Maps not only help us with directions, they also help us visualize space. Visitors to President Lincoln’s Cottage today may explore Google Maps to find directions. If looking at a satellite view, the cemetery is very prominent in relation to the Soldiers’ Home grounds. But how did people view maps of Washington, D.C. in the 1860s? And how did the Soldiers’ Home grounds appear on those maps from the 1860s?
This 1861 map, by engineer Albert Boschke, created before the Soldiers’ Home National Cemetery broke ground, shows the area around the Soldiers’ Home — which was created in 1851 — rather bare. Orchards and trees defined the landscape. The District of Columbia was still relatively contained to the downtown area and the war had not yet drastically changed the landscape.
Robert Knox Sneden, a painter in the Union Army, drew a series of battle maps during the war, including a map showing the forces involved in Jubal Early’s 1864 raid on Washington, D.C. This action was the only Civil War battle fought within the boundaries of the District of Columbia. Shown here in detail, is his representation of the Soldiers’ Home and the adjacent cemetery. Even though by 1864, the national military cemetery had been distinguished from the original “Rock Creek” civilian cemetery, Sneden labeled the entire area adjacent to the Soldiers’ Home, “Rock Creek Cemetery.” Whether Sneden was unfamiliar with the national cemetery or he was basing his map off outdated sources, is unclear. What is important however, is that Sneden’s map reflects his own subjective experience of the landscape. Sneden’s visualization does not reflect the mass of Union graves that dotted the landscape. He did not include a specific area for the national cemetery, and while one cannot blame him in hindsight, his map does overemphasize the older civilian cemetery over the newer national cemetery.
Today, modern visitors to President Lincoln’s Cottage have a clear view of the cemetery as they approach the grounds via either New Hampshire Avenue or North Capitol Street. However, the cemetery remains out of view for those entering the cottage from Upshur Street or Rock Creek Church Road, the traditional way Lincoln approached the grounds during his commute. For the visitors that have seen the cemetery prior to entering, many ask questions about it independently of guides mentioning it on tours. Visitors approaching from Upshur however, may not have seen the cemetery, which creates a different perception of the grounds prior to its inclusion on the tour. So just like with Sneden’s map, visitors’ perspectives influence their visualization of the Cottage.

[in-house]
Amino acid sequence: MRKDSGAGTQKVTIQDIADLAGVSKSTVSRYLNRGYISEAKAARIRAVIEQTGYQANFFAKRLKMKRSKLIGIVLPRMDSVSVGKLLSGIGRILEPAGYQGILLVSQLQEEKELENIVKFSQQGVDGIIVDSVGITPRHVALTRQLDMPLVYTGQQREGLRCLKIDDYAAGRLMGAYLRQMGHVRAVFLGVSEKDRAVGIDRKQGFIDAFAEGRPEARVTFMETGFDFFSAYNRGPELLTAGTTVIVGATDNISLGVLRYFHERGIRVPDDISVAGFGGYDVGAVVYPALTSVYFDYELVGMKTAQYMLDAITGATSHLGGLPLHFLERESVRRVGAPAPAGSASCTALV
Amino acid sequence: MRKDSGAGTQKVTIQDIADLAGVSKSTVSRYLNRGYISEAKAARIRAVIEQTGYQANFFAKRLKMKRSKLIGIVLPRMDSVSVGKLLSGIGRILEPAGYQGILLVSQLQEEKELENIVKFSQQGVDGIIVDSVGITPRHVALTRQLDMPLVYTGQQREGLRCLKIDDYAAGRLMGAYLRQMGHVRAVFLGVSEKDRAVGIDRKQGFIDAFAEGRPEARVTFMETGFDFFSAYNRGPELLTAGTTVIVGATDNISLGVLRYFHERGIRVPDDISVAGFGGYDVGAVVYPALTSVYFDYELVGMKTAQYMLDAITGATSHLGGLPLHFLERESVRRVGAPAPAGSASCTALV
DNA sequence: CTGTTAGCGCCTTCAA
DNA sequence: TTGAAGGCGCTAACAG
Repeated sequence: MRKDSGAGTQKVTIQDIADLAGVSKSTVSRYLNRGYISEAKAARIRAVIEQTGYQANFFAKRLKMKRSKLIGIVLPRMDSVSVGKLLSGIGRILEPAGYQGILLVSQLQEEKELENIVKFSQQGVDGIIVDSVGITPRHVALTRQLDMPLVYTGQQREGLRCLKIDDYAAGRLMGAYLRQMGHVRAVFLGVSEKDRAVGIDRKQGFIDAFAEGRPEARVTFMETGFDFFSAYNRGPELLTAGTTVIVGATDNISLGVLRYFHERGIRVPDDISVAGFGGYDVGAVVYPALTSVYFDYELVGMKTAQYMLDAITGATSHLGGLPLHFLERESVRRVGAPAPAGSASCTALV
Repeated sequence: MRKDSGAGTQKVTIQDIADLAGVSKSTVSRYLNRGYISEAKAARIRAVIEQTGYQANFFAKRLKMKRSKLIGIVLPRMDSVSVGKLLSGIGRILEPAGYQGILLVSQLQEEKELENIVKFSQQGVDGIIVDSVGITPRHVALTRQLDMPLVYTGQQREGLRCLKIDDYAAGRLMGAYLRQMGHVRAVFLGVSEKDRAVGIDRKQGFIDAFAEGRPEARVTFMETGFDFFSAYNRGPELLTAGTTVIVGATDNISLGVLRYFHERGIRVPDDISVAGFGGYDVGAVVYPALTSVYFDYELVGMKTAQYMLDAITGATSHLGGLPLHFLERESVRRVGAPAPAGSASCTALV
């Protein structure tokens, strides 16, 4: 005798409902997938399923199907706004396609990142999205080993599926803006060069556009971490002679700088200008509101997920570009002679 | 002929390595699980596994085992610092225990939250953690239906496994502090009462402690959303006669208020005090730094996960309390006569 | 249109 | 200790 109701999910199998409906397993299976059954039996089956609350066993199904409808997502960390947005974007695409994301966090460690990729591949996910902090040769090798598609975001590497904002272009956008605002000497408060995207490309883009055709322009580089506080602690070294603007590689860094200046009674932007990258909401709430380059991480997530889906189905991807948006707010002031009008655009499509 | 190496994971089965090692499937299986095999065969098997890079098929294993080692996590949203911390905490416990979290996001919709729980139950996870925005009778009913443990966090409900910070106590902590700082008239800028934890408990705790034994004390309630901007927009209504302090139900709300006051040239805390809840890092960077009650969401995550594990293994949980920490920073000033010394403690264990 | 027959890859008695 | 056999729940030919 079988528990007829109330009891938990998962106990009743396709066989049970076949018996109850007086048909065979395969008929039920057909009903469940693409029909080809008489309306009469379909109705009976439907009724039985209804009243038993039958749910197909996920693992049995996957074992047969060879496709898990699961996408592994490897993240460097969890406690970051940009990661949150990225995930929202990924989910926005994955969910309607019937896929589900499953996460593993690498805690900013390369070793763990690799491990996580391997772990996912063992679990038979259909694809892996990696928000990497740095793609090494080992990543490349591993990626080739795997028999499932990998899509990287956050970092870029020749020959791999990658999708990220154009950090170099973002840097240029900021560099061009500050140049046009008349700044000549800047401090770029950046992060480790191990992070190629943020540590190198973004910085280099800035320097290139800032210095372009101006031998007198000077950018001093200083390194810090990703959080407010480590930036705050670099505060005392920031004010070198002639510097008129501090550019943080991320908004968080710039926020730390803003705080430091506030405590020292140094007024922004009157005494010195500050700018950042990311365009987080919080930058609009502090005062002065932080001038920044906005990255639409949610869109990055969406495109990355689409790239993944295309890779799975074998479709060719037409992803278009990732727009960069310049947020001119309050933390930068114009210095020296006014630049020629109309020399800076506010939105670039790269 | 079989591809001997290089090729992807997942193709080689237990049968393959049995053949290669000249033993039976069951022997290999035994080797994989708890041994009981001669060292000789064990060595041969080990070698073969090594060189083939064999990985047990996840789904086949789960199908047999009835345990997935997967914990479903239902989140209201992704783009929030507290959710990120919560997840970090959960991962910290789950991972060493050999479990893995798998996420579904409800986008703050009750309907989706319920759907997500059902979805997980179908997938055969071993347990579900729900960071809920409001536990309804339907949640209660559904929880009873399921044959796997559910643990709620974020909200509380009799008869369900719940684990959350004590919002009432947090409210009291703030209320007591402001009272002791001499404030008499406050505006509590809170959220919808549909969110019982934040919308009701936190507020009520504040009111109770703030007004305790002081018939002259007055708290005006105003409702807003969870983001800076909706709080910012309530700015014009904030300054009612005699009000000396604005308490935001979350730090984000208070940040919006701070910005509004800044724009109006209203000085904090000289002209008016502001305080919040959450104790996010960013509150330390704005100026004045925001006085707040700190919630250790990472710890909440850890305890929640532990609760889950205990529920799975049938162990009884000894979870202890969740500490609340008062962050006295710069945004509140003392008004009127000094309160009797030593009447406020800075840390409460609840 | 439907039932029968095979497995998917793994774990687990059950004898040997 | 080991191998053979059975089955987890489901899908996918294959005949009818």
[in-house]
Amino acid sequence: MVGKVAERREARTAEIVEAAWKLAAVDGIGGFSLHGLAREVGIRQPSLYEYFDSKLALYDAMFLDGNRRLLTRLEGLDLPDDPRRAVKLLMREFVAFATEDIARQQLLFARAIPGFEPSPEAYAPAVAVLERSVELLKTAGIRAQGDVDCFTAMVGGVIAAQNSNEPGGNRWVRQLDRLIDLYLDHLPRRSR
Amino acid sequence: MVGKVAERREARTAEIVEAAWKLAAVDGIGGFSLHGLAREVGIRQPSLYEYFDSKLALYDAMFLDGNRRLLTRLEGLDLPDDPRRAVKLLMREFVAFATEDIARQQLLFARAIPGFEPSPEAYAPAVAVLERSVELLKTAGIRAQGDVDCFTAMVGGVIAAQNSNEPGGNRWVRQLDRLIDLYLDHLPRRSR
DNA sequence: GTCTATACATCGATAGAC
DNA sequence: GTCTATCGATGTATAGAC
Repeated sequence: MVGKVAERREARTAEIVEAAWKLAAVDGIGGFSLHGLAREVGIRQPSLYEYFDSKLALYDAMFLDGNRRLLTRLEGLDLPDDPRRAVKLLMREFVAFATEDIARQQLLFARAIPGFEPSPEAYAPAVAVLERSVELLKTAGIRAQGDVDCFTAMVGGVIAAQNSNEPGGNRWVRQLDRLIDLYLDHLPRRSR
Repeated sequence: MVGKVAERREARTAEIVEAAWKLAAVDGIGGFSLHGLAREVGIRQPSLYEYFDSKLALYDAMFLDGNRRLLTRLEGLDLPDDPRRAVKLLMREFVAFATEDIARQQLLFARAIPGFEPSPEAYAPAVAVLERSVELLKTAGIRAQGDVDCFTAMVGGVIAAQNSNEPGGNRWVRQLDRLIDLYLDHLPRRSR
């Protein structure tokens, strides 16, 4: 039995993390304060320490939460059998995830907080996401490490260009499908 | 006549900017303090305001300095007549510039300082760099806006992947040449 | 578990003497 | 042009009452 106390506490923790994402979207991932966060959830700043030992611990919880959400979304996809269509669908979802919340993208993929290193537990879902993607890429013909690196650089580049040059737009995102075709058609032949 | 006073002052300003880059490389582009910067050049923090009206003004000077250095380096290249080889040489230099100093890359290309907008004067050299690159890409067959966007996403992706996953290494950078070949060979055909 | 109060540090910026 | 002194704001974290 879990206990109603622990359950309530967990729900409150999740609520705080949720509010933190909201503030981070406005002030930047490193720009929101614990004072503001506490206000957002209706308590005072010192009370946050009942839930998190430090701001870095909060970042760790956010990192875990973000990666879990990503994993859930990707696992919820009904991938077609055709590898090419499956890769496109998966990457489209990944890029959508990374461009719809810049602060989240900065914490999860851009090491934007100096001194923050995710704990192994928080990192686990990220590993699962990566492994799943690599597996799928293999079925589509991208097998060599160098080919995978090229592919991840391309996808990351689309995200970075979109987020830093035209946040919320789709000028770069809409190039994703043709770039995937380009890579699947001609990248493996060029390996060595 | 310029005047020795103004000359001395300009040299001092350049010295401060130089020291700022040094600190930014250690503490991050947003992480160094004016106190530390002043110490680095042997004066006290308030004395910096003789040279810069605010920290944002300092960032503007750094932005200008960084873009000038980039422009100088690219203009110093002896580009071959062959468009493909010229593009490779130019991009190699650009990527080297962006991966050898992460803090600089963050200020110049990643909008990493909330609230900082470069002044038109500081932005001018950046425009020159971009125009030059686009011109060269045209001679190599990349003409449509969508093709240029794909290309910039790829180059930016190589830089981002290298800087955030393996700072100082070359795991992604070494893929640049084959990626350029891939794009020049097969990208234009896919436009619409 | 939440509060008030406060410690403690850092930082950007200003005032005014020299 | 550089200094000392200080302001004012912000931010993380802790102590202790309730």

Maps and other forms of graphics help us visualize physical spaces, yet they remain subjective works. What is put down in ink is ultimately the mapmaker’s interpretation of the physical ground. Even Google Maps, with a satellite image, reveals a perspective lost to those on the ground. It is perhaps only by physically walking among the graves of the Soldiers’ Home National Cemetery, that one can truly gain a full appreciation for the sacrifices of those gave the ultimate sacrifice for their country.
There are many other visual aspects of President Lincoln’s Cottage to consider. Changes to the landscape have altered its appearance from the 1860s to the present day. Rock Creek Church Road, Upshur Street, and nearby New Hampshire Avenue and North Capitol Street all create a much more modern backdrop to the Soldiers’ Home. In addition, the Soldiers’ Home itself has expanded and different trees dot the landscape now than during the Civil War.
Nevertheless, much remains the same. From the veranda of the Cottage itself, one can look upon the Soldiers’ Home grounds in the same peaceful setting that the Lincoln family experienced. Today, visitors can even come upon veterans living on the grounds today, just as Lincoln did. Several of the buildings on the grounds, such as Quarters 1 and 2, and the original Soldiers’ Home residence, are the same structures Lincoln looked upon. Although much has changed, much has remained the same. With both digital and onsite views, visitors can take in the power of place and see how location influences peoples’ experiences, both during the 1860s and today.